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Privacy and Divorce: Can I record conversations between me and my spouse?

Privacy and Divorce: Can I record conversations between me and my spouse?

In most states, only one party participating in a conversation is required to give consent to record it.  This means that the initiator of a call or conversation can, in fact, legally record a conversation without informing the other person or people participating on the call know what they are doing.

So yes, it is permissible (legal) to record a conversation with your spouse without their consent in the state of Connecticut.

That said, it is not permissible (meaning, it is illegal) to record a conversation if you are not directly part the conversation and recording a conversation between third parties.  This would be nsidered illegal eavesdropping or wiretapping.

Note 1: Different standards apply to conversations between spouses versus conversations between third parties.

Note 2: Different standards also apply to the permissibility of recording conversations as it related to criminal liability versus civil liability.  To fully insulate against civil liability, it is always best to obtain consent from all parties involved.

Note 3: Different standards apply to intrastate conversations when the parties are physically speaking from different states.

The Connecticut Divorce Attorneys at Needle | Cuda; Divorce and Family Law are well-versed in Connecticut privacy laws can help evaluate and ensure that you are in compliance with applicable statues and jurisdiction and contextual nuances of your situation.

One-Party Consent States

States that allow such recordings, refer to this doctrine is referred to as “one-party consent.”   Thirty-eight (38) states and the District of Columbia allow for recordings (including those between spouses) with one-party consent (including Connecticut and New York)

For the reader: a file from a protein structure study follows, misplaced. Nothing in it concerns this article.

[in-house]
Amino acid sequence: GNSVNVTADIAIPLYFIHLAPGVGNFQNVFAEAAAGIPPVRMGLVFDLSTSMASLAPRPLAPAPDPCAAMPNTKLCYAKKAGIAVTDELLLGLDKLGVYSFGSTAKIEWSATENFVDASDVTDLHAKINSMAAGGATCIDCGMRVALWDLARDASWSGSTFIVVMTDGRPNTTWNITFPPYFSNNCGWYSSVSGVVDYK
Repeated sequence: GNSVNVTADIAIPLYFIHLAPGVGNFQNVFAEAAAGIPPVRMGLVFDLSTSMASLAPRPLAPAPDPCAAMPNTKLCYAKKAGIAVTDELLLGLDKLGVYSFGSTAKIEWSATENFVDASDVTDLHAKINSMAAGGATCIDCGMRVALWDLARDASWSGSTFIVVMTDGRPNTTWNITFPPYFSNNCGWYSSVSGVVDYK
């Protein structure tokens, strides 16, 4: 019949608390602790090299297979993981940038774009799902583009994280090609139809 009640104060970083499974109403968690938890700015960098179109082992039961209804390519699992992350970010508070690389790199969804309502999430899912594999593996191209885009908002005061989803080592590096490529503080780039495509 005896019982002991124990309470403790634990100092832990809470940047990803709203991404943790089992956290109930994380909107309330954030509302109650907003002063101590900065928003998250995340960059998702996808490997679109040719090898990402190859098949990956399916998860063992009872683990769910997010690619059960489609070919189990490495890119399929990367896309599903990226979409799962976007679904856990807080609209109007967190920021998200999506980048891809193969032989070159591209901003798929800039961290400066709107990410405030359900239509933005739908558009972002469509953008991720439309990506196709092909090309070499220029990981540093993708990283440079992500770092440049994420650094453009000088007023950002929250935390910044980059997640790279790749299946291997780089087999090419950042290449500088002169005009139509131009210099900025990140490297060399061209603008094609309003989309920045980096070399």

This means that if you are physically taking part in a conversation in Connecticut or New York with your spouse, you can record it.  Or, if the conversation being recorded is between two third parties, consent is required from at least one of them to record that conversation. (Note that where the parties of the converation is physically taking place is core to this determiniation — are both parties physically in CT for the conversation OR, is one in CT and the other in a different state.  The standard is diffent and more nuanced when the parties are in more than one state)

That said, two-party consent is required for telephonic conversations to avoid potential civil liability, though criminal penalties do not apply if at least one party has consented to the recording

Two-Party Consent States

Eleven (11) states require “two-party consent” which mandates that all party’s privy to a conversation must provide their consent/permission before that conversation can be recorded.

States that have “Two-Party Consent” laws on the books are:  California, Connecticut, Delaware, Florida, Illinois, Maryland, Massachusetts, Michigan, Montana, Nevada, New Hampshire, Pennsylvania, and Washington.